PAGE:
Bill Stouffer

Jo Mannies/St. Louis Public Radio

SPRINGFIELD, Mo. -- The Missouri Republican Party has endorsed the proposed “Right To Farm” constitutional amendment set for the November ballot.

The official support is aimed, in part, at promoting GOP ties to the proposal, which some Republicans believe will boost turnout by rural conservative voters this fall – and that could help all GOP candidates.

Provided photos/Flickr

Robin Carnahan’s decision to not seek a third term as Missouri Secretary of State has opened the door for seven hopefuls from four different political parties.  The contest had been relatively quiet until about two weeks ago, when the three Republican contenders began airing TV ads and stepping up their campaign appearances.  St. Louis Public Radio’s Marshall Griffin takes a look at the three GOP candidates who want to become Missouri’s next Secretary of State:

(via Flickr/KOMUnews)

It appears unlikely that Missouri lawmakers will pass any legislation this year that would turn Interstate Highway 70 into a toll road.

Senate Transportation Chairman Bill Stouffer (R, Napton) says the proposal has gotten a lot of negative feedback.

“We had excellent hearings this year, but it became very clear that until we raise the awareness of the public and the need in the public that we would be spinning our wheels to move any further," Stouffer said.

(via Flickr/ Daniel Morrison)

A lawsuit seeking to block a proposed constitutional amendment regarding voter identification in Missouri was heard today in Cole County.

The ballot measure was passed last year by the General Assembly and is scheduled to go before Missouri voters in November.  If approved, it would clear the way for lawmakers to pass enabling legislation to require voters to show a photo ID at the polls.  Tony Rothert is an attorney with the ACLU of Eastern Missouri.  He calls the ballot measure misleading.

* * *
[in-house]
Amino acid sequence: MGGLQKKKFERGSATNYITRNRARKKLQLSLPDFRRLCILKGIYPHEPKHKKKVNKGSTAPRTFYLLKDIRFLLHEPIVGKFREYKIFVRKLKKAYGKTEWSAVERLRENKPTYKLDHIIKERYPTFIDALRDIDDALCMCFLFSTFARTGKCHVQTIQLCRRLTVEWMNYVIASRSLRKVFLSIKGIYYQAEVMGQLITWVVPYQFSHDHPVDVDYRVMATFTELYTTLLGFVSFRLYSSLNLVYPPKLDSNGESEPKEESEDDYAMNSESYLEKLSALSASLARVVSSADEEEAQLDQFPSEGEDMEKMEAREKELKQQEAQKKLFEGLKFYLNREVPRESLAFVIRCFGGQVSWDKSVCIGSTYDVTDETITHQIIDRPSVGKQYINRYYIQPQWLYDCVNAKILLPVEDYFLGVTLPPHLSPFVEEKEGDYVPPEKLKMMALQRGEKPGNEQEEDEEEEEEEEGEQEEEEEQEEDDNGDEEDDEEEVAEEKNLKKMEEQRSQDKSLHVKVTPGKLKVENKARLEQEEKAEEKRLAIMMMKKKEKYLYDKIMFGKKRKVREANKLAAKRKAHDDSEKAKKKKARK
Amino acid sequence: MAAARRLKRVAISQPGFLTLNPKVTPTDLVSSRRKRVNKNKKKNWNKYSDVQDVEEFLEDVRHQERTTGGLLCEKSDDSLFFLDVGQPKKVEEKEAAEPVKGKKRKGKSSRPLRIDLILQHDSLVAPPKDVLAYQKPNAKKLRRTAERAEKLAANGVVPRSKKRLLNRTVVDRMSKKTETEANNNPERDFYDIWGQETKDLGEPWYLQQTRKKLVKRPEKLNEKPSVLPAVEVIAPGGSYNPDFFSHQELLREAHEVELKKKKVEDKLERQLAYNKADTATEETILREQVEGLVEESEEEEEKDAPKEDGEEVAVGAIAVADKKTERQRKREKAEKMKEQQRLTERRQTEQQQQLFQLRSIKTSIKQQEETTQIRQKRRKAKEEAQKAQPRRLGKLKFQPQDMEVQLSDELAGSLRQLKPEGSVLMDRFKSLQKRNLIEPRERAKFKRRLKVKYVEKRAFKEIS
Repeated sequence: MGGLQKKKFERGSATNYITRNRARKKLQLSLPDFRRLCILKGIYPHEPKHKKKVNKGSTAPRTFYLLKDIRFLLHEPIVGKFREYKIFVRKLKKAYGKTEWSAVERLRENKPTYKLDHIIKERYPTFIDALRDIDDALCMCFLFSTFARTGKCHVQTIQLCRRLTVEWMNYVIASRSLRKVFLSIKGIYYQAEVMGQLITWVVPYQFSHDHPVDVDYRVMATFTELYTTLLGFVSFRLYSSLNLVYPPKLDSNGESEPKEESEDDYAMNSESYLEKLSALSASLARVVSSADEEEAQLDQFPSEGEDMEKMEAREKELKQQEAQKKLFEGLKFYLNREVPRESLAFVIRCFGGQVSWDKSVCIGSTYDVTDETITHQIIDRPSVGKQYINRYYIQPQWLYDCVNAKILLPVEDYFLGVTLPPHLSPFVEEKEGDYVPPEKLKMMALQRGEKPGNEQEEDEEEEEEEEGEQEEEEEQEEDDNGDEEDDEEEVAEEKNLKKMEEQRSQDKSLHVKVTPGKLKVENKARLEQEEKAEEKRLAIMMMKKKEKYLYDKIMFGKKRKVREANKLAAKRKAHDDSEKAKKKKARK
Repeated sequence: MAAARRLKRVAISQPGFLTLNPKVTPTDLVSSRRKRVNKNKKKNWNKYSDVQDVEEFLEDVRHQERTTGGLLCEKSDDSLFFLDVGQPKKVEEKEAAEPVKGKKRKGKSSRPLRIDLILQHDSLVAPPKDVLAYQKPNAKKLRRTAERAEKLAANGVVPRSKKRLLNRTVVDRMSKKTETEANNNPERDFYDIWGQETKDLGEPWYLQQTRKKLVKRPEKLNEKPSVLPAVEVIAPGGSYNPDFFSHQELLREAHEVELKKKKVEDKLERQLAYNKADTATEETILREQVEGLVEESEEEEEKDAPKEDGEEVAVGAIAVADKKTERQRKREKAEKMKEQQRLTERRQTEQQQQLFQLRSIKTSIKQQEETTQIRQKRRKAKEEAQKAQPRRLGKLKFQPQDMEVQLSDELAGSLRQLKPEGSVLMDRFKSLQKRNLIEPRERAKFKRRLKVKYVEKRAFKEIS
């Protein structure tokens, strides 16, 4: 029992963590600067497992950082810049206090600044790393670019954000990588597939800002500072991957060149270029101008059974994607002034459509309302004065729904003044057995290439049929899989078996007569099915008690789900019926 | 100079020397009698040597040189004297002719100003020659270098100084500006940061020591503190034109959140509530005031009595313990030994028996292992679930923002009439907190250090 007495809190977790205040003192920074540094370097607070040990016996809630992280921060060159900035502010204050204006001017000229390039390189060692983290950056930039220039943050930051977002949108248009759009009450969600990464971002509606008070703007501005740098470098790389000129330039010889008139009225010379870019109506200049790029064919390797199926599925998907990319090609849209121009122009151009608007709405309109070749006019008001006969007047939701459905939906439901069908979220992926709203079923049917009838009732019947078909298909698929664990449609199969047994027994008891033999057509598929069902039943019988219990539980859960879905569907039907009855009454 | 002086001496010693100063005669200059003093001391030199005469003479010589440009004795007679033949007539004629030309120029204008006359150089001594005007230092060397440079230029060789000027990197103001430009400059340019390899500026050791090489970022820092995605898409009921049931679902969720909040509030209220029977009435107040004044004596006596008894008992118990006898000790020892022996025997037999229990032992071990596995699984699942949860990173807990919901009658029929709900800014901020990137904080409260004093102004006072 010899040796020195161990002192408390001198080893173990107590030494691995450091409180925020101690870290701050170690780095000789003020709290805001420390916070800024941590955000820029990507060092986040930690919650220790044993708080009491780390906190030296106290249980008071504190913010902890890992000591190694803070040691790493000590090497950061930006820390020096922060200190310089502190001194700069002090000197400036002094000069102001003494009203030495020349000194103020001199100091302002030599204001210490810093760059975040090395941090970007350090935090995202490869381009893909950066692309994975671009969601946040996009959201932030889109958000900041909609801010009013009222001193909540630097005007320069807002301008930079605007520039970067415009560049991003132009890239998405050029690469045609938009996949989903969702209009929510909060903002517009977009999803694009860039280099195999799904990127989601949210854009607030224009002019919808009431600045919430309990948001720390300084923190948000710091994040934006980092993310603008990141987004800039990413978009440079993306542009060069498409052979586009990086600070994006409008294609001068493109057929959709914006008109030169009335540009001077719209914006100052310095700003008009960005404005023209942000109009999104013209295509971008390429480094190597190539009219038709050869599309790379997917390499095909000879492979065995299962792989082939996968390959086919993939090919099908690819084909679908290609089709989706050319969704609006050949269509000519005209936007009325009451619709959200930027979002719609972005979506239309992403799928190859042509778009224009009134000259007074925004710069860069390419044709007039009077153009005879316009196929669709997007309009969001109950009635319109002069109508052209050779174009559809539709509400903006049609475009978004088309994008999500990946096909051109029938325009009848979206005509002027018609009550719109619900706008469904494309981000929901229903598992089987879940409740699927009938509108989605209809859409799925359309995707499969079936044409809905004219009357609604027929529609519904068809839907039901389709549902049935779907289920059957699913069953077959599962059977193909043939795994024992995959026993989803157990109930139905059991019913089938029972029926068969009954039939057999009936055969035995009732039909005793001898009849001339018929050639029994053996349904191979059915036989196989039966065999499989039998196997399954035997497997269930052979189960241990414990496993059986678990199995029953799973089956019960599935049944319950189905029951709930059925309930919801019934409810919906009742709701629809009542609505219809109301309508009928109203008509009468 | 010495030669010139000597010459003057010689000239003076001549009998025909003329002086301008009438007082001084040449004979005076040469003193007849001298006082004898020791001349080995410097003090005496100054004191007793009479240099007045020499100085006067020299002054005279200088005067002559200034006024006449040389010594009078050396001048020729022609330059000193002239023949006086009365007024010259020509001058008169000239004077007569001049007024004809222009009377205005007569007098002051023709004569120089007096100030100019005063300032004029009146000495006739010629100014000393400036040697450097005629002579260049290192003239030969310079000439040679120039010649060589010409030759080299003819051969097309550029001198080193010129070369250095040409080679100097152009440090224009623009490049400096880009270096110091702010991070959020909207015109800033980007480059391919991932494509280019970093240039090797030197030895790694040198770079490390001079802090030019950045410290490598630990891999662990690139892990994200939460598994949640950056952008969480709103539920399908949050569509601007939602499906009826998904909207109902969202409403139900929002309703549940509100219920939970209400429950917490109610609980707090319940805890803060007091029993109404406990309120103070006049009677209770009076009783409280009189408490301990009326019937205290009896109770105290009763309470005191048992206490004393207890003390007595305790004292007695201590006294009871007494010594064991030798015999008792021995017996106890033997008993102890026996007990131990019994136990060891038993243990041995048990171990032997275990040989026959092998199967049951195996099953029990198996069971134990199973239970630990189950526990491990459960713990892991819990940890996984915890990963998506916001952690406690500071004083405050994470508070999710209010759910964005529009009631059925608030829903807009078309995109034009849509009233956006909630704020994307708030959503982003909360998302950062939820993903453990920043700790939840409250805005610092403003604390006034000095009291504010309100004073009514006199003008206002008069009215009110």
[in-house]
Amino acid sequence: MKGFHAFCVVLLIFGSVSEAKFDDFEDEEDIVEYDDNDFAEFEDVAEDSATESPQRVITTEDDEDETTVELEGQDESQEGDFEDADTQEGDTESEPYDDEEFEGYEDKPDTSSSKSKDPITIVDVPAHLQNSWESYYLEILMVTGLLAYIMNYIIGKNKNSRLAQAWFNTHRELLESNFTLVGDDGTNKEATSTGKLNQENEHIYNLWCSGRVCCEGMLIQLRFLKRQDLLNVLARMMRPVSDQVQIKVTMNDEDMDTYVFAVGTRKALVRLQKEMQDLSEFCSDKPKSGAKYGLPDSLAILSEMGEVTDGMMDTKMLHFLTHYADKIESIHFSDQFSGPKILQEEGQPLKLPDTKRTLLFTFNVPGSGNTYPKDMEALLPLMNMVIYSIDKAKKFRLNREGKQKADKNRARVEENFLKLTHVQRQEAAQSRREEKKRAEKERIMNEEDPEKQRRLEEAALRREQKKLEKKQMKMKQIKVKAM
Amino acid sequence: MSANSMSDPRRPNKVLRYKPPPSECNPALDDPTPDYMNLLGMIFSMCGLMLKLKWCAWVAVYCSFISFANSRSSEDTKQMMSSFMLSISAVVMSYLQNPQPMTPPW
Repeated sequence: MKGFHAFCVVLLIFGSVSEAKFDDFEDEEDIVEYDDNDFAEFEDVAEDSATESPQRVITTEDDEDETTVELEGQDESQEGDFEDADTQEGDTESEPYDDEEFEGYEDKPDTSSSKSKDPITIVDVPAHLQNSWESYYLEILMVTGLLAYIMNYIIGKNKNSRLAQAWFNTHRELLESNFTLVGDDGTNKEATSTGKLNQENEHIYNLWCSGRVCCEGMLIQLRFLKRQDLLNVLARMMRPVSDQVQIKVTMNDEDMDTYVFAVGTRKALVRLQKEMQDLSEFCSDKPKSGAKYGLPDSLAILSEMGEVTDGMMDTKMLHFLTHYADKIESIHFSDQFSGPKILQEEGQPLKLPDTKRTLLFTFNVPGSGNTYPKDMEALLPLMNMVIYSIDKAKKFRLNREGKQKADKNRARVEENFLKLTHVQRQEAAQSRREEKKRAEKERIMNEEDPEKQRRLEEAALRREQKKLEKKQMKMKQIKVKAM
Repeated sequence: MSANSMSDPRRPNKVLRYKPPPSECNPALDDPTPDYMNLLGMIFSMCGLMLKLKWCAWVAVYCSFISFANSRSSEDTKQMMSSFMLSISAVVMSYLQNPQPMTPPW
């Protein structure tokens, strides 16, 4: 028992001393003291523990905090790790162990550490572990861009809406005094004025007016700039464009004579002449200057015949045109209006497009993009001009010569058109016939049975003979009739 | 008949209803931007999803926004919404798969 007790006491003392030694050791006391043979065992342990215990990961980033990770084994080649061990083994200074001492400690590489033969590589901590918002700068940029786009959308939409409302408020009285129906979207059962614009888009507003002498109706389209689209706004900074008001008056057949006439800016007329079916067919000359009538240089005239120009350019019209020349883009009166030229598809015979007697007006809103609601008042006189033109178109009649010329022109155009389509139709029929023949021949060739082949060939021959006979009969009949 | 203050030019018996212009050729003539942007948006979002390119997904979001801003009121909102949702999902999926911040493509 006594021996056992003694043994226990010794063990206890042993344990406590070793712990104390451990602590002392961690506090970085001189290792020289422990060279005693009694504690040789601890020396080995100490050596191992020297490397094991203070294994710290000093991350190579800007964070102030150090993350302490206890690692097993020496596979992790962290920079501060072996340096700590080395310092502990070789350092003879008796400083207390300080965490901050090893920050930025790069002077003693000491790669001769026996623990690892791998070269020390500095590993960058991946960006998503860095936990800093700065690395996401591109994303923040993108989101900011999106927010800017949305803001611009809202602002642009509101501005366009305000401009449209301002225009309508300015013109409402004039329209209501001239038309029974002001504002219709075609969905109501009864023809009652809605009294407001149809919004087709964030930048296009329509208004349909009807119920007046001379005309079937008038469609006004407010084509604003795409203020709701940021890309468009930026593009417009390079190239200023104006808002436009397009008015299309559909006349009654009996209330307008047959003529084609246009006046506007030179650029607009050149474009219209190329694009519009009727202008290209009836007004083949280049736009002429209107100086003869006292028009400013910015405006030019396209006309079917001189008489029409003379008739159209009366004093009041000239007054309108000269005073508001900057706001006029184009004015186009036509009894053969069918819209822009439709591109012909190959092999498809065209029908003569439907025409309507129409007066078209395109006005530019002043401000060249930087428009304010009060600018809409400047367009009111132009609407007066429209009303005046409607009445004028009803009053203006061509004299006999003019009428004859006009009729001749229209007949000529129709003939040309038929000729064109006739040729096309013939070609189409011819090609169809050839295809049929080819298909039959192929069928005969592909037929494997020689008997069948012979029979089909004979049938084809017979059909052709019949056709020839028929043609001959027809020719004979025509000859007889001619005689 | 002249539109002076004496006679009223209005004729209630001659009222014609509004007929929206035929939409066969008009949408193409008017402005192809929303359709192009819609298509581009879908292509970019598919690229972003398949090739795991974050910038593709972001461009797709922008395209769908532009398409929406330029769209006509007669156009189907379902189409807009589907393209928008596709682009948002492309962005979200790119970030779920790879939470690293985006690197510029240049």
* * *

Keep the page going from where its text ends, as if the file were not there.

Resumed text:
Commission approves Pevely demolition

St. Louis University has received approval from the city Planning Commission to demolish the historic Pevely Dairy Complex. The St. Louis Post-Dispatch reports that the commission approved the demolition Wednesday night.

The city Preservation Board originally denied the demolition request, prompting the appeal to the commission.


A joint House-Senate committee in Jefferson City heard a proposal today for rebuilding Interstate Highway 70 in Missouri and turning it into a toll road. 

MoDOT Director Kevin Keith told the committee that charging tolls would provide the best opportunity to pay for rebuilding I-70.  But he acknowledges that it may not be an easy sell to lawmakers.

(via Flickr/KOMUnews)

A second Missouri Republican state lawmaker will be running for Mo. secretary of state.

Republican Sen. Scott Rupp announced his candidacy Monday, joining Republican Sen. Bill Stouffer in the race.

In a news release, Rupp cites his experiences on issues such as illegal immigration and Internet predators as qualifications for the position.

He also says he’s created the only oversight committee to root out fraud and abuse of taxpayer funds in the stimulus package.

(Marshall Griffin/St. Louis Public Radio)

Governor Jay Nixon (D) has vetoed legislation that would have given residential care centers two more years to install sprinkler systems.

In 2006, 10 residents were killed in a fire at a group home in Anderson that did not have a sprinkler system.

Mo. House of Representatives

Another filibuster in the Missouri Senate may be brewing, this time over redistricting.   

Majority Floor Leader Tom Dempsey (R, St. Charles) says he expects fellow GOP Senator Bill Stouffer (R, Napton) to try and block the redistricting map passed this week by the House, and possibly the Senate version as well.

Updated 5:40 p.m. Feb. 25, 2011.

A State Senator from rural western Missouri has announced he'll seek the Republican nomination for Secretary of State next year.

Bill Stouffer (R, Napton) was first elected to the Missouri Senate in 2004 and re-elected in 2008.

He made an unsuccessful bid for Congress last year, losing the GOP nod to Vicky Hartzler in Missouri's 4th District.  Hartzler later unseated incumbent Democrat Ike Skelton.

Marshall Griffin, St. Louis Public Radio

The Missouri Senate has passed a resolution that would require voters to show photo identification at the polls.

The proposed constitutional amendment was passed without debate along party lines, with all seven Democrats voting "no" and all Republicans present voting "yes."

Marshall Griffin, St. Louis Public Radio

Legislation that would require Missouri voters to show photo identification at the polls is advancing in both chambers of the General Assembly.

First, a Missouri House committee this morning passed a resolution that would put the photo ID question before voters as a constitutional amendment, along with a bill that would implement the amendment into state law if passed.